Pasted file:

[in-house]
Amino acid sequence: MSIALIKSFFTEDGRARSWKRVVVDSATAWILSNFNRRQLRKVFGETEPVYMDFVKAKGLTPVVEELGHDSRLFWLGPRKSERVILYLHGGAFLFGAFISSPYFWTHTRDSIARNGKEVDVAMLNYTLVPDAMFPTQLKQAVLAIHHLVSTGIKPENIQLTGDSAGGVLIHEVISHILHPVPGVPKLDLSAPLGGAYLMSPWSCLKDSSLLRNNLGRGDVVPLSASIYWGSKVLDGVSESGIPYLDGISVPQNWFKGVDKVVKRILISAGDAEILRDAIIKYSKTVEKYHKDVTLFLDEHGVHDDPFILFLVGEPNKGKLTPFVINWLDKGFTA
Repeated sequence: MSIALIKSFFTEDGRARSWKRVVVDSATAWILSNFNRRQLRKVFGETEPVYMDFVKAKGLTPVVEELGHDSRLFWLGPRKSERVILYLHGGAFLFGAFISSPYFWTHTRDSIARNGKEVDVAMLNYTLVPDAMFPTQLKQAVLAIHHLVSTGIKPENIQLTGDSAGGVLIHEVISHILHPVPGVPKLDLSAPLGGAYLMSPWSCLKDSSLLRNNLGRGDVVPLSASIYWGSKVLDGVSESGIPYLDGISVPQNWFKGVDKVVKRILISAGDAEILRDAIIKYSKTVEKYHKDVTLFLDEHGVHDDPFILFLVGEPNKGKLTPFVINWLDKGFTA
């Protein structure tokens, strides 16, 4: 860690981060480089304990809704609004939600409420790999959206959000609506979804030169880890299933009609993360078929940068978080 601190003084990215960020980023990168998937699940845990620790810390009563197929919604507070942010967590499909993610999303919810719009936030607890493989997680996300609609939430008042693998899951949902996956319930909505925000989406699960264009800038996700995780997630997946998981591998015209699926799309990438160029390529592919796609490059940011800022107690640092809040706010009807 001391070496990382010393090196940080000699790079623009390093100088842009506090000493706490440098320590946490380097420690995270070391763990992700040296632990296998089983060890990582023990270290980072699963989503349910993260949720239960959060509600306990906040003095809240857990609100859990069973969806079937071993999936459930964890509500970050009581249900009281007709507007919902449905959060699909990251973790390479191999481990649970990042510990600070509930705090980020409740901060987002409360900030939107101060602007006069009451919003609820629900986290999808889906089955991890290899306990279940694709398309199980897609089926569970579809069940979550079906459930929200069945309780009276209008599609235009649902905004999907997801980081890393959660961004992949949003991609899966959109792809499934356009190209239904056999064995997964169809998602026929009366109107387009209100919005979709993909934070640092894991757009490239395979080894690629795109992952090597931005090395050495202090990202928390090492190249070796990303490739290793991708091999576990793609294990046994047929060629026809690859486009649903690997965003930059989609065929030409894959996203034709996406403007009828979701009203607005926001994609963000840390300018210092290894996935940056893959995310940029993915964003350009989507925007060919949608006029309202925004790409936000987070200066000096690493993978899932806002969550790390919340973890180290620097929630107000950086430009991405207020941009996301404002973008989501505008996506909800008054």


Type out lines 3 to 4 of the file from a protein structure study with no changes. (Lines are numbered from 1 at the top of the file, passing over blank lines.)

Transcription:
Repeated sequence: MSIALIKSFFTEDGRARSWKRVVVDSATAWILSNFNRRQLRKVFGETEPVYMDFVKAKGLTPVVEELGHDSRLFWLGPRKSERVILYLHGGAFLFGAFISSPYFWTHTRDSIARNGKEVDVAMLNYTLVPDAMFPTQLKQAVLAIHHLVSTGIKPENIQLTGDSAGGVLIHEVISHILHPVPGVPKLDLSAPLGGAYLMSPWSCLKDSSLLRNNLGRGDVVPLSASIYWGSKVLDGVSESGIPYLDGISVPQNWFKGVDKVVKRILISAGDAEILRDAIIKYSKTVEKYHKDVTLFLDEHGVHDDPFILFLVGEPNKGKLTPFVINWLDKGFTA
């Protein structure tokens, strides 16, 4: 860690981060480089304990809704609004939600409420790999959206959000609506979804030169880890299933009609993360078929940068978080 601190003084990215960020980023990168998937699940845990620790810390009563197929919604507070942010967590499909993610999303919810719009936030607890493989997680996300609609939430008042693998899951949902996956319930909505925000989406699960264009800038996700995780997630997946998981591998015209699926799309990438160029390529592919796609490059940011800022107690640092809040706010009807 001391070496990382010393090196940080000699790079623009390093100088842009506090000493706490440098320590946490380097420690995270070391763990992700040296632990296998089983060890990582023990270290980072699963989503349910993260949720239960959060509600306990906040003095809240857990609100859990069973969806079937071993999936459930964890509500970050009581249900009281007709507007919902449905959060699909990251973790390479191999481990649970990042510990600070509930705090980020409740901060987002409360900030939107101060602007006069009451919003609820629900986290999808889906089955991890290899306990279940694709398309199980897609089926569970579809069940979550079906459930929200069945309780009276209008599609235009649902905004999907997801980081890393959660961004992949949003991609899966959109792809499934356009190209239904056999064995997964169809998602026929009366109107387009209100919005979709993909934070640092894991757009490239395979080894690629795109992952090597931005090395050495202090990202928390090492190249070796990303490739290793991708091999576990793609294990046994047929060629026809690859486009649903690997965003930059989609065929030409894959996203034709996406403007009828979701009203607005926001994609963000840390300018210092290894996935940056893959995310940029993915964003350009989507925007060919949608006029309202925004790409936000987070200066000096690493993978899932806002969550790390919340973890180290620097929630107000950086430009991405207020941009996301404002973008989501505008996506909800008054």